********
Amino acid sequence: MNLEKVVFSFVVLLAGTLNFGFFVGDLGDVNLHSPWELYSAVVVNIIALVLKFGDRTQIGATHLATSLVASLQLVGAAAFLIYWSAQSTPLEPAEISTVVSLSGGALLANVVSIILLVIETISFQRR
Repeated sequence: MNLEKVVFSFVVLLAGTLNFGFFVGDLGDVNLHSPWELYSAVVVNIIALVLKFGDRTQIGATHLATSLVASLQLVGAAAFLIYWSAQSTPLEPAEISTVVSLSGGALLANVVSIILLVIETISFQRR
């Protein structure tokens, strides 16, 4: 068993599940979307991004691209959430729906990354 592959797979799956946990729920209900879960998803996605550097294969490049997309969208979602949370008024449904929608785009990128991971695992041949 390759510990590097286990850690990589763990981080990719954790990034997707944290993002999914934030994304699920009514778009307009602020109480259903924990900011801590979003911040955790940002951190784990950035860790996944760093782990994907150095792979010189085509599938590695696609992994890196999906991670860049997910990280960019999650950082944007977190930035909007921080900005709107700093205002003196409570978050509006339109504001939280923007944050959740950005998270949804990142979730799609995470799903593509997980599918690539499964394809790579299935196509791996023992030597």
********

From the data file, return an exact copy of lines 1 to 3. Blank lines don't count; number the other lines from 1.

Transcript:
Amino acid sequence: MNLEKVVFSFVVLLAGTLNFGFFVGDLGDVNLHSPWELYSAVVVNIIALVLKFGDRTQIGATHLATSLVASLQLVGAAAFLIYWSAQSTPLEPAEISTVVSLSGGALLANVVSIILLVIETISFQRR
Repeated sequence: MNLEKVVFSFVVLLAGTLNFGFFVGDLGDVNLHSPWELYSAVVVNIIALVLKFGDRTQIGATHLATSLVASLQLVGAAAFLIYWSAQSTPLEPAEISTVVSLSGGALLANVVSIILLVIETISFQRR
């Protein structure tokens, strides 16, 4: 068993599940979307991004691209959430729906990354 592959797979799956946990729920209900879960998803996605550097294969490049997309969208979602949370008024449904929608785009990128991971695992041949 390759510990590097286990850690990589763990981080990719954790990034997707944290993002999914934030994304699920009514778009307009602020109480259903924990900011801590979003911040955790940002951190784990950035860790996944760093782990994907150095792979010189085509599938590695696609992994890196999906991670860049997910990280960019999650950082944007977190930035909007921080900005709107700093205002003196409570978050509006339109504001939280923007944050959740950005998270949804990142979730799609995470799903593509997980599918690539499964394809790579299935196509791996023992030597």